Southampton is a major commercial city, with its own international airport at Eastleigh. It is a great seaport, with a history stretching back for centuries. The Romans occupied Bitterne and King Canute was offered the crown of England here in 1016. Southampton has played an important part in all matters connected with the sea. The Pilgrim Fathers set out from here on the Mayflower in 1620, to start a new life in America. The ill-fated Titanic, sailed from Southampton on its maiden voyage to New York. It hit an iceberg and sank.
In the eighteenth century, Southampton was a fashionable resort, which received many distinguished visitors, including Jonathan Swift and Horace Walpole. Jane Austen lived in Castle Square from 1806-1809, but the house no longer exists. The City suffered heavy damage during the Second World War and much of the building is new. The major shopping complex of West Quay attracts thousands of visitors.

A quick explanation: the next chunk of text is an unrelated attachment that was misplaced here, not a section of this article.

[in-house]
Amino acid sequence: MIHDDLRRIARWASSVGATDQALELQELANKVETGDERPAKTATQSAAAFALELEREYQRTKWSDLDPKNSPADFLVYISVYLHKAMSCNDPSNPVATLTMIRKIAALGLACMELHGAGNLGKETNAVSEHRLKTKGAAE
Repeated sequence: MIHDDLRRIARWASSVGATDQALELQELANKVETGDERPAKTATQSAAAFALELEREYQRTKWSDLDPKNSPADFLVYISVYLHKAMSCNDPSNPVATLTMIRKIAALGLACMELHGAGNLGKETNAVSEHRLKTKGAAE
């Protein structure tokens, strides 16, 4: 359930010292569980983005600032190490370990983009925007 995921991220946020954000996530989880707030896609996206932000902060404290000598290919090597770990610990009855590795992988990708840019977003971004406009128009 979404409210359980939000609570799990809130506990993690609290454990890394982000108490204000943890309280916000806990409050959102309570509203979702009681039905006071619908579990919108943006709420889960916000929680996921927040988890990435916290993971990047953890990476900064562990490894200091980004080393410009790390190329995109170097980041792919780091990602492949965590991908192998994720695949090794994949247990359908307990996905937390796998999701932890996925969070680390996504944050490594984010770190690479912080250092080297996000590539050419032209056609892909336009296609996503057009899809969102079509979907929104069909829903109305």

Southampton is situated on a peninsula and was open to attack. City walls were built for protection. The south and west walls faced the River Test and the east and north walls were moated. Much of these walls survive and make an interesting walk from West Quay to Town Quay on the seafront. Bargate, a fine town gate, survives. It dates from Norman times. On the first floor, the old Guildhall is a museum. Many interesting houses can be seen adjacent to the City Walls. The Wool House is early fourteenth century and Canute’s house is twelfth century. Perhaps the most interesting is the Tudor House, where Henry VIII and Anne Boleyn stayed. A panelled banqueting room and minstrel’s gallery can be viewed.
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